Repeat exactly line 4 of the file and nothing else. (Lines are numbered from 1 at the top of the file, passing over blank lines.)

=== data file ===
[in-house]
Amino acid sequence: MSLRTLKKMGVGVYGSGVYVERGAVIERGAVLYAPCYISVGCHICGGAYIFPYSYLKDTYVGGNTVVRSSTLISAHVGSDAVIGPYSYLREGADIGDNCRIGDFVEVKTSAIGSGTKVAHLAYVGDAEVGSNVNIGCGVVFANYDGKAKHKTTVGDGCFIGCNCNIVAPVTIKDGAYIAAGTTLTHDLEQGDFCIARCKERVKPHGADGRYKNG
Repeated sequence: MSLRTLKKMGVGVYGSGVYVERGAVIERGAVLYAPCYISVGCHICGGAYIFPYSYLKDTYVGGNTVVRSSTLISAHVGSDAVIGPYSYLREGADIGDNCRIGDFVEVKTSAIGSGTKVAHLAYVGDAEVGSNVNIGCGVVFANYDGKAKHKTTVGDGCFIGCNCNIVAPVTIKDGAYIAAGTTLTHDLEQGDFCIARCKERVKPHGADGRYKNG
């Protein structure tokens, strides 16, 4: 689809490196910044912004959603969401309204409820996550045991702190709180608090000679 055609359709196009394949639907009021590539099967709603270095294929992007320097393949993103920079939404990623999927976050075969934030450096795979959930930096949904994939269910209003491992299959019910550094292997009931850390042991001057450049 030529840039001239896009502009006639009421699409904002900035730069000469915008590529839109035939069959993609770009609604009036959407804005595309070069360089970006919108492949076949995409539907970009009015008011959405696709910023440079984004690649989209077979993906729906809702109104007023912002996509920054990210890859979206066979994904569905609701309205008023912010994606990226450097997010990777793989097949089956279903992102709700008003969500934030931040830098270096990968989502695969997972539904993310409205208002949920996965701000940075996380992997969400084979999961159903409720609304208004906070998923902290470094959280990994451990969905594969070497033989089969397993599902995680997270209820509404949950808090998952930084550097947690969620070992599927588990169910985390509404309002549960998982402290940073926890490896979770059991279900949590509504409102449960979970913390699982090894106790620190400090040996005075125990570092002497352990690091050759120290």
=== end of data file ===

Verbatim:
């Protein structure tokens, strides 16, 4: 689809490196910044912004959603969401309204409820996550045991702190709180608090000679 055609359709196009394949639907009021590539099967709603270095294929992007320097393949993103920079939404990623999927976050075969934030450096795979959930930096949904994939269910209003491992299959019910550094292997009931850390042991001057450049 030529840039001239896009502009006639009421699409904002900035730069000469915008590529839109035939069959993609770009609604009036959407804005595309070069360089970006919108492949076949995409539907970009009015008011959405696709910023440079984004690649989209077979993906729906809702109104007023912002996509920054990210890859979206066979994904569905609701309205008023912010994606990226450097997010990777793989097949089956279903992102709700008003969500934030931040830098270096990968989502695969997972539904993310409205208002949920996965701000940075996380992997969400084979999961159903409720609304208004906070998923902290470094959280990994451990969905594969070497033989089969397993599902995680997270209820509404949950808090998952930084550097947690969620070992599927588990169910985390509404309002549960998982402290940073926890490896979770059991279900949590509504409102449960979970913390699982090894106790620190400090040996005075125990570092002497352990690091050759120290």